Contact: Allison Matthews
STARKVILLE, Miss.—A Mississippi State physics and astronomy faculty member and graduate student are among authors of a paper published in the journal Nature today [June 24] announcing their discovery of a new planet orbiting a nearby star 31.9 light-years away. The discovery positions astronomers to increase their understanding of how stars and planets form and evolve.
A research team that includes MSU Associate Professor Angelle Tanner and MSU physics doctoral student Claire Geneser of Argenta, Illinois, utilized NASA’s Transiting Exoplanet Survey Satellite, known as TESS, and the recently retired Spitzer Space Telescope to find the Neptune-sized planet.
Named AU Mic b, the planet is orbiting AU Microscopii, a nearby cool red dwarf star surrounded by a disk of debris. The researchers, led by Peter Plavchan, assistant professor of physics and astronomy at George Mason University in Fairfax, Virginia, also made observations from the NASA’s InfraRed Telescope Facility and the W. M. Keck Observatory, both in Hawaii, and the European Southern Observatory in Chile. More than a dozen universities, research institutes and observatories worldwide are part of the effort.
Tanner said that a transit event helped scientists to reliably confirm the planet in the southern constellation Microscopium. A transit occurs when a planet crosses in front of its star, which from the Earth’s perspective causes a distinct decrease in the star’s brightness.
“We have been using new observing techniques at InfraRed to try to discover more planets around young stars so we can study the formation and evolution of planetary systems over millions of years. We had been collecting spectra of AU Mic for quite a few years to detect the wobble of the star, which then let us infer the presence of a planet. However, the fact that the star is a young, red dwarf means that it has lots of flares and starspots, which complicates our measurements. Before the transit discovery, we thought this star might have a planet but could not be certain,” Tanner explained.
“Not only is AU Mic a young star, which will help us understand the formation of planetary systems, but this is the first transiting planet discovered in a system with a known young planetary disk. This is significant since disks contain the building blocks for planets and planets help shape the disk. Finding a system with both allows us to study this interplay,” she continued.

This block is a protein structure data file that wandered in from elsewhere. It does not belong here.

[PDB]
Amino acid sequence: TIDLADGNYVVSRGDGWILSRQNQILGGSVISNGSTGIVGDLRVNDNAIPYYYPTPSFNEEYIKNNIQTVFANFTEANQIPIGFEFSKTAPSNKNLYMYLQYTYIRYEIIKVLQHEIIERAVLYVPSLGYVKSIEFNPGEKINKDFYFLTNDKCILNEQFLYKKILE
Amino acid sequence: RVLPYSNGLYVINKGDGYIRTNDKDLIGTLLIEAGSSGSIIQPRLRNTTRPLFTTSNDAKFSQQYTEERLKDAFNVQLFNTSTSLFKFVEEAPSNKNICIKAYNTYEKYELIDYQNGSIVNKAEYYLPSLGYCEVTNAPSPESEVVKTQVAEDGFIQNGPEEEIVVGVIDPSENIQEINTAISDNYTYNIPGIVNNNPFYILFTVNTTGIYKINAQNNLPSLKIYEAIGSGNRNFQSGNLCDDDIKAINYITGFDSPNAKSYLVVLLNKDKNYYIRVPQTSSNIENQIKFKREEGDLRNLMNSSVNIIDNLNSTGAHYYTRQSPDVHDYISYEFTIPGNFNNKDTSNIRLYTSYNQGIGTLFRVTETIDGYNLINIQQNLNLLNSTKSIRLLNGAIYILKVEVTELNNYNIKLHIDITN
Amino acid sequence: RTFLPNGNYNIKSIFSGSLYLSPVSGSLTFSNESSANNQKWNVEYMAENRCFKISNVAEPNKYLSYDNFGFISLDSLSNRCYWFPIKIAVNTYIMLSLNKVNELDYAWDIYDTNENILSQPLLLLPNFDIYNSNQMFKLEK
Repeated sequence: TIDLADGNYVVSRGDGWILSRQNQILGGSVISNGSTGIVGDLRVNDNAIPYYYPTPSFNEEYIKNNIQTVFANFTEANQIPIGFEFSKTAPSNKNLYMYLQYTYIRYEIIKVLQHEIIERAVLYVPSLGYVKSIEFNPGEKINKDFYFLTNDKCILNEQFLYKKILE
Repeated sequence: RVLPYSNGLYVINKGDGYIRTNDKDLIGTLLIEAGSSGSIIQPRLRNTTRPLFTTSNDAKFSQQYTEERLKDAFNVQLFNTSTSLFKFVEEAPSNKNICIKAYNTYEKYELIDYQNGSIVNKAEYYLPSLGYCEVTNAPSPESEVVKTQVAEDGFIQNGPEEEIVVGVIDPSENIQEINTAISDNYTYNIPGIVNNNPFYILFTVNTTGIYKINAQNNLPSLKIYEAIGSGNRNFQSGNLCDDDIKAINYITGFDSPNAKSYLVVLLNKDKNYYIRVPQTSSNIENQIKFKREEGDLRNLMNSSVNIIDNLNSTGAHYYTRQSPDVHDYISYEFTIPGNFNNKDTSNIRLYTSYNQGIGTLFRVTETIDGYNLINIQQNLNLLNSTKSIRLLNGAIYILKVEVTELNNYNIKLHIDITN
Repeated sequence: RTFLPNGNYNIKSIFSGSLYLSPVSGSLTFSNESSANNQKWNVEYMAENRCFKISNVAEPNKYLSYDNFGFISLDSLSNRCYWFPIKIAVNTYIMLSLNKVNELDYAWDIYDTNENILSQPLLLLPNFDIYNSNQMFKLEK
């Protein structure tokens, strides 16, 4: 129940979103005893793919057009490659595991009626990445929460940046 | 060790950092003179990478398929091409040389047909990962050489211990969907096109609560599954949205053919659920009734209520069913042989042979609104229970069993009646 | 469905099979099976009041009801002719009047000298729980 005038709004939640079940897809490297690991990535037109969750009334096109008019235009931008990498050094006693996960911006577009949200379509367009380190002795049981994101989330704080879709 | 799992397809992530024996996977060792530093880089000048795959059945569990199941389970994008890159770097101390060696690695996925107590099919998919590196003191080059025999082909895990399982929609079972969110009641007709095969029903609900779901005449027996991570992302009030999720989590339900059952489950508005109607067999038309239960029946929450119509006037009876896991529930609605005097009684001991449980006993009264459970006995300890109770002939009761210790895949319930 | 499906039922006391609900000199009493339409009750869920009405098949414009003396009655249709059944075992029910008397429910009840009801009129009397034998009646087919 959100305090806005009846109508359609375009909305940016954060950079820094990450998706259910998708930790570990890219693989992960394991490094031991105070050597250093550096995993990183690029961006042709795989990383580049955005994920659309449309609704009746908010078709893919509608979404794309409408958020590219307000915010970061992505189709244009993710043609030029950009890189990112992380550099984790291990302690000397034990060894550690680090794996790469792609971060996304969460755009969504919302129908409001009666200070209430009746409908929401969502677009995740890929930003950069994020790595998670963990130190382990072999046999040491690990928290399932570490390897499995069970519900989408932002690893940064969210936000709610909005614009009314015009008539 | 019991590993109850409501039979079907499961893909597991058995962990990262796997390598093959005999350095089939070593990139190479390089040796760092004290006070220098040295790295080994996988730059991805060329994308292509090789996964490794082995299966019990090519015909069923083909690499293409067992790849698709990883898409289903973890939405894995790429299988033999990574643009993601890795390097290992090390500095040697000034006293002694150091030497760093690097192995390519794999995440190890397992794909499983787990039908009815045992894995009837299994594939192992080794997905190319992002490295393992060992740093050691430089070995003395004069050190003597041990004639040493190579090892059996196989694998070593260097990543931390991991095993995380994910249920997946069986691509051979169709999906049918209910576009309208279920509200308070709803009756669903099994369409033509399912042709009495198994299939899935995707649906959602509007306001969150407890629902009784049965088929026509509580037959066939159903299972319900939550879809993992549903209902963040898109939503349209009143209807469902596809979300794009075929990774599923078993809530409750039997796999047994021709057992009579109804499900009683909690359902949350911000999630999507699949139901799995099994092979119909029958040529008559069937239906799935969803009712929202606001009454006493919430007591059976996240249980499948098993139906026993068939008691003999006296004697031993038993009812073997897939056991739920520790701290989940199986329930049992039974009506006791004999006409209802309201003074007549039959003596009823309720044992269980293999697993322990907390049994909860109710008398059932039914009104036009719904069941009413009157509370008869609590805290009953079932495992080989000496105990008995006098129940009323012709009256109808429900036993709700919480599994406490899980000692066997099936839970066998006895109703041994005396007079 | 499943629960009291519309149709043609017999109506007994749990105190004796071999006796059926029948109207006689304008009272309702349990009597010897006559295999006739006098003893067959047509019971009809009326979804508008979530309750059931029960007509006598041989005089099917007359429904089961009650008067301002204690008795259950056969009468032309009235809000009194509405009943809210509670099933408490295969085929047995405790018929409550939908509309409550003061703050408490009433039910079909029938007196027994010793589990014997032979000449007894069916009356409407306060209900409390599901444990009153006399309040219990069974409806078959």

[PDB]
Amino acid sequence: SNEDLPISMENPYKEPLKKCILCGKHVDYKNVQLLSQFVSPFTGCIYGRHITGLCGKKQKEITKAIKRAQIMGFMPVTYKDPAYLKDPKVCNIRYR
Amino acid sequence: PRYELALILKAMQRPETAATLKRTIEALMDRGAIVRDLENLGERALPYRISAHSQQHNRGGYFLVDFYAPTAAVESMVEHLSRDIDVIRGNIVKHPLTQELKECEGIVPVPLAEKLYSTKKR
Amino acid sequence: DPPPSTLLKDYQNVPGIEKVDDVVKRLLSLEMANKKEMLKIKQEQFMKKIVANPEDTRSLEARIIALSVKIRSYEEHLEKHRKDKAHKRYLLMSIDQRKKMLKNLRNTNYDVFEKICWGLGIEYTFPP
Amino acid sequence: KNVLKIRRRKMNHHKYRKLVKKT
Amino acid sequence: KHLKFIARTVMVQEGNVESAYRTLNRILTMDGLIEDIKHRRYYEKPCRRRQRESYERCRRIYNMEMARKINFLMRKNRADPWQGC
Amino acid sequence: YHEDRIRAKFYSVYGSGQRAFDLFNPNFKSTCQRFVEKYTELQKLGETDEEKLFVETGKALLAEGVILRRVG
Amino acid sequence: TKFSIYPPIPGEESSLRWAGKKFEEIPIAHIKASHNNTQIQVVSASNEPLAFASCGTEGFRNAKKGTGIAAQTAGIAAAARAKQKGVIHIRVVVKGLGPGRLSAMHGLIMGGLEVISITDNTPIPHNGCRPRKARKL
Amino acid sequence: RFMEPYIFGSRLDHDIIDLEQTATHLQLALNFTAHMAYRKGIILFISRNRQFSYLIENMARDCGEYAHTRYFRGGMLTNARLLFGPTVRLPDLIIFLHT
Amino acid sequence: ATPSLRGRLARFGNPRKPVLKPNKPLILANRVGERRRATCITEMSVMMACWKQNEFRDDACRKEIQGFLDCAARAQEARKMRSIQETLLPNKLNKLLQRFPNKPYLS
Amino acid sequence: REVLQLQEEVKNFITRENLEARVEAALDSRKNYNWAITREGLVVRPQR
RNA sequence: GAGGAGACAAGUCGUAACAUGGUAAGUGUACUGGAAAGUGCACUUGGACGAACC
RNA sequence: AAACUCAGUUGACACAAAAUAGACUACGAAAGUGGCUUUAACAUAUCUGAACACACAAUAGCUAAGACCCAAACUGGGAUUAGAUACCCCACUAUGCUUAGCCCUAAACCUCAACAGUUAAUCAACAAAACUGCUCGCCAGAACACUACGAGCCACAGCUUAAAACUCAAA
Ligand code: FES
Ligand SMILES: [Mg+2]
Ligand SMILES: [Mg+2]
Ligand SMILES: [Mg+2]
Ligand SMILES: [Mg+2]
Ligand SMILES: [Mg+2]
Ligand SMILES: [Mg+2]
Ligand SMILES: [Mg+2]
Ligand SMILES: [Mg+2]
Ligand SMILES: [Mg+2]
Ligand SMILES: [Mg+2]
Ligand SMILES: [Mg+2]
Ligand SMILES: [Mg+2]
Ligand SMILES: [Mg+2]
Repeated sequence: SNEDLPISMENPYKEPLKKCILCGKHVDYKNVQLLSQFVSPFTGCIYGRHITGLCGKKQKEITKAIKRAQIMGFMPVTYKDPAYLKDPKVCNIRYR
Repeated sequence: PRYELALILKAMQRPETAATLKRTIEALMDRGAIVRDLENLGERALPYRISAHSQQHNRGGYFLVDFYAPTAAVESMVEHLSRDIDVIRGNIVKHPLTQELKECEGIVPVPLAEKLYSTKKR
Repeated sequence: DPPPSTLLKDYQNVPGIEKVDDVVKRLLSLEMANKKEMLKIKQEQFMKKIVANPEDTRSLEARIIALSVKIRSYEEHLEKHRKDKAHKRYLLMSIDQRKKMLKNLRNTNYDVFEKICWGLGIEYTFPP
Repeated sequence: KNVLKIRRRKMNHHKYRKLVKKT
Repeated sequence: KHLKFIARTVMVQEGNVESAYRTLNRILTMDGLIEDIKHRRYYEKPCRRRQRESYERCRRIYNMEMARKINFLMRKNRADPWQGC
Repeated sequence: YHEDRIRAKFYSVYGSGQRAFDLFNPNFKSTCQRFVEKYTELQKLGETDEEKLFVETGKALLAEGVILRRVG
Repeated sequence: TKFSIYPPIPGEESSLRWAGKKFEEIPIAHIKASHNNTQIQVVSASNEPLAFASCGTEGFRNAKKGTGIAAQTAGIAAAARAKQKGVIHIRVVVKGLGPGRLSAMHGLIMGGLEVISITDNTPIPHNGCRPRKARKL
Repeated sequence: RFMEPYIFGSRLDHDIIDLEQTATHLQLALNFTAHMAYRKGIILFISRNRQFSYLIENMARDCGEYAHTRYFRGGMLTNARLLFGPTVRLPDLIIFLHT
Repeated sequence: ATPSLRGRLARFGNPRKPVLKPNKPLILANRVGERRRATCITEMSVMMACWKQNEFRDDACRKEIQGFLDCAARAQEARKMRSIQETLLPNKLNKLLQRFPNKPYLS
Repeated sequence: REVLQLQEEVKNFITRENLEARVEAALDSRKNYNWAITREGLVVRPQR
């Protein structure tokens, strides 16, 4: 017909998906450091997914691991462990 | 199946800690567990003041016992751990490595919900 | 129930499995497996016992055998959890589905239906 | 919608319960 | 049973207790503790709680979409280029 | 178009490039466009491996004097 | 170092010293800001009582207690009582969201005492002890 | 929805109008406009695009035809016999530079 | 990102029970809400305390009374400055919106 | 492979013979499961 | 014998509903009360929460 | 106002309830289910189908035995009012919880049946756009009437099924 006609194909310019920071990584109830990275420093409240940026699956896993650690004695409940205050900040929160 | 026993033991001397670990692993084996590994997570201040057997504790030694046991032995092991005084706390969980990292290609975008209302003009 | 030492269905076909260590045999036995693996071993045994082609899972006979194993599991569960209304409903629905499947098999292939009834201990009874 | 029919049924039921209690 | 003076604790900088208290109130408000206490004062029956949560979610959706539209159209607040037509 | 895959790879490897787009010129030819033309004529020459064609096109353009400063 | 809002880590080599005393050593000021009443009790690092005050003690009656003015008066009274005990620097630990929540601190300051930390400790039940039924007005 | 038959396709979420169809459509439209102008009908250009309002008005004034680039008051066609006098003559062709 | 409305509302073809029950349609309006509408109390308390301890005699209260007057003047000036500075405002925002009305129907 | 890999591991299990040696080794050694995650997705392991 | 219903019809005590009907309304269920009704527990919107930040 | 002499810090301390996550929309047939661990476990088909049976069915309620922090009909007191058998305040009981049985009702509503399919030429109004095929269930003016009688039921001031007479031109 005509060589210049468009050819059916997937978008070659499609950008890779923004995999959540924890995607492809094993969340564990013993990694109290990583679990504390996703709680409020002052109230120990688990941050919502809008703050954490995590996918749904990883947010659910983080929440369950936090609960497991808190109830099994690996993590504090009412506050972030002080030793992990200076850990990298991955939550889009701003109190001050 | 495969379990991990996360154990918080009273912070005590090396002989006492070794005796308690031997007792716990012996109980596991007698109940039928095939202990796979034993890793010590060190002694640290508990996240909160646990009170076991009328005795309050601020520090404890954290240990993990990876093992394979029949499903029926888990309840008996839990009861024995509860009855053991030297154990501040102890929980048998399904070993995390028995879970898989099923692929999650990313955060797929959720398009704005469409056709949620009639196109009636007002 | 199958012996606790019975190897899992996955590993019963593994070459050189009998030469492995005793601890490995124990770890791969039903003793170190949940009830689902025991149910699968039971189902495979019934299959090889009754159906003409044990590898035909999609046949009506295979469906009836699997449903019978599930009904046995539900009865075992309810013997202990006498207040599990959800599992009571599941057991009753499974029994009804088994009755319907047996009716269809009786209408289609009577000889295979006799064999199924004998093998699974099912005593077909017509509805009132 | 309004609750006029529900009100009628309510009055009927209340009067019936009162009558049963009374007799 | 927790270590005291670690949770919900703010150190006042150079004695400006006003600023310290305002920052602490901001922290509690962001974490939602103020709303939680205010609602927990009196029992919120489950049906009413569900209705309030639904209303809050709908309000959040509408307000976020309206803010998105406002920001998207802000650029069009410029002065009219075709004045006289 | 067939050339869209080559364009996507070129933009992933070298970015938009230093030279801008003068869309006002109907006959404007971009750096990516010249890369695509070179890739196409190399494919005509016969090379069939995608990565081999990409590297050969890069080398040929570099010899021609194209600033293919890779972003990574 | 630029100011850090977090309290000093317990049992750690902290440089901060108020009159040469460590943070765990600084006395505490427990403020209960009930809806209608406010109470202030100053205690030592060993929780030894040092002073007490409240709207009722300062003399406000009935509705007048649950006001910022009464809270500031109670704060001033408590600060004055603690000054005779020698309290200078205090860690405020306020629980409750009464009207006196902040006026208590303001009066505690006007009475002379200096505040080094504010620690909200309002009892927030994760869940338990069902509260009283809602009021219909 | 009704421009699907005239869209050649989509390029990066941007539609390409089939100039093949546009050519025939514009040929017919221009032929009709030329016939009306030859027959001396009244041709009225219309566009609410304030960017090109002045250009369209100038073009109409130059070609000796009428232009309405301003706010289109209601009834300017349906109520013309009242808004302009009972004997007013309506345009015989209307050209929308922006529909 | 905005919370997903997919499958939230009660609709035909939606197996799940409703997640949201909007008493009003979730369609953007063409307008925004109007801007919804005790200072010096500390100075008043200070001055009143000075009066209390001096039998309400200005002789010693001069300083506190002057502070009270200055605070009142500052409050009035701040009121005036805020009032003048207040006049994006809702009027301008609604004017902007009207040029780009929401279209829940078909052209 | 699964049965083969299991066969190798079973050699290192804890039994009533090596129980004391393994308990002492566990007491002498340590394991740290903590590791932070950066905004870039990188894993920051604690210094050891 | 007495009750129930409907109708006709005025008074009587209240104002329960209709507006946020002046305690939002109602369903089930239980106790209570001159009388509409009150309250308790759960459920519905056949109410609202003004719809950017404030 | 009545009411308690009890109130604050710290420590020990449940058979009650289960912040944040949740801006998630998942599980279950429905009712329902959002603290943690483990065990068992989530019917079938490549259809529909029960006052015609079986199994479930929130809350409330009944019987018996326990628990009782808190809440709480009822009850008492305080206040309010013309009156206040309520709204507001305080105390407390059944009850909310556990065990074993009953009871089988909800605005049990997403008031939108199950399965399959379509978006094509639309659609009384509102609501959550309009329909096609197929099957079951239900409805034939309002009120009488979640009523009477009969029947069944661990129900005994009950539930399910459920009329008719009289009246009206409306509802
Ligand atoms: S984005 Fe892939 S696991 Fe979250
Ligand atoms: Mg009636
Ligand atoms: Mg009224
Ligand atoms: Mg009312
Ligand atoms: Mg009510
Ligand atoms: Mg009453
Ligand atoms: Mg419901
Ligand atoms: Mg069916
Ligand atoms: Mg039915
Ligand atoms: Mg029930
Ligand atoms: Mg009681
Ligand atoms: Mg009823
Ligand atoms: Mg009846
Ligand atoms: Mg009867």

“While, AU Mic b has been one of the most notable discoveries, our observations are helping to confirm a variety of TESS detected transiting systems,” she said.
At an estimated age of 20 million to 30 million years, AU Microscopii is much younger than the Earth’s Sun, estimated at 5 billion years old. The newly discovered planet orbits the star every 8.5 days and is about 8% larger than Neptune.
Tanner said the research team still is collecting data on the AU Mic system to see if other planets may be detected and to measure the orientation of the spin and orbital axes of the star and planets.
“It has been an exhilarating time, and I have been lucky to get to enjoy a discovery like this right now,” Tanner said. “I am reinvigorated to push the boundaries of these observations and find more Earth-like planets to better appreciate where we come from and if we are alone.”
Tanner holds a bachelor’s degree in astronomy and physics from the University of Arizona, and master’s and doctoral degrees in astronomy from the University of California, Los Angeles. Her research focuses on multiple methods of extrasolar planet detection, including using radial velocities, astrometry and direct imaging. Tanner previously has published articles in The Astrophysical Journal, The Astronomical Journal and Publications of the Astronomical Society of the Pacific.
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